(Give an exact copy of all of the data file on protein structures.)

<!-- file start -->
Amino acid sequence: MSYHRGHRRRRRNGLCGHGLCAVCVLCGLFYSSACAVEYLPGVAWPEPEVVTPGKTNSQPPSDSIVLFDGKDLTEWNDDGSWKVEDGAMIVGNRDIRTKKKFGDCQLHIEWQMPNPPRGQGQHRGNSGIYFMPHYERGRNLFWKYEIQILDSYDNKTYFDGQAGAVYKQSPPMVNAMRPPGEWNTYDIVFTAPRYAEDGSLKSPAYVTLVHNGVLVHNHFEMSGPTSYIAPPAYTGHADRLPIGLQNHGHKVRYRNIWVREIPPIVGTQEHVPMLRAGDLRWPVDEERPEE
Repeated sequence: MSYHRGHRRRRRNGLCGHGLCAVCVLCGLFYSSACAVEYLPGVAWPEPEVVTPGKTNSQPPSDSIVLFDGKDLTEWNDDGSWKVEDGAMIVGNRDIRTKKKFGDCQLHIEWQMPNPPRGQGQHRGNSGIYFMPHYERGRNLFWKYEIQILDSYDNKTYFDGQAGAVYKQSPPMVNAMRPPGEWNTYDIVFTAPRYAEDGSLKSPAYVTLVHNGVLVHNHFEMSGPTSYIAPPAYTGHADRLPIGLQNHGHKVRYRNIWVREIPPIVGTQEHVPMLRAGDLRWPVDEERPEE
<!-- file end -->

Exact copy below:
Amino acid sequence: MSYHRGHRRRRRNGLCGHGLCAVCVLCGLFYSSACAVEYLPGVAWPEPEVVTPGKTNSQPPSDSIVLFDGKDLTEWNDDGSWKVEDGAMIVGNRDIRTKKKFGDCQLHIEWQMPNPPRGQGQHRGNSGIYFMPHYERGRNLFWKYEIQILDSYDNKTYFDGQAGAVYKQSPPMVNAMRPPGEWNTYDIVFTAPRYAEDGSLKSPAYVTLVHNGVLVHNHFEMSGPTSYIAPPAYTGHADRLPIGLQNHGHKVRYRNIWVREIPPIVGTQEHVPMLRAGDLRWPVDEERPEE
Repeated sequence: MSYHRGHRRRRRNGLCGHGLCAVCVLCGLFYSSACAVEYLPGVAWPEPEVVTPGKTNSQPPSDSIVLFDGKDLTEWNDDGSWKVEDGAMIVGNRDIRTKKKFGDCQLHIEWQMPNPPRGQGQHRGNSGIYFMPHYERGRNLFWKYEIQILDSYDNKTYFDGQAGAVYKQSPPMVNAMRPPGEWNTYDIVFTAPRYAEDGSLKSPAYVTLVHNGVLVHNHFEMSGPTSYIAPPAYTGHADRLPIGLQNHGHKVRYRNIWVREIPPIVGTQEHVPMLRAGDLRWPVDEERPEE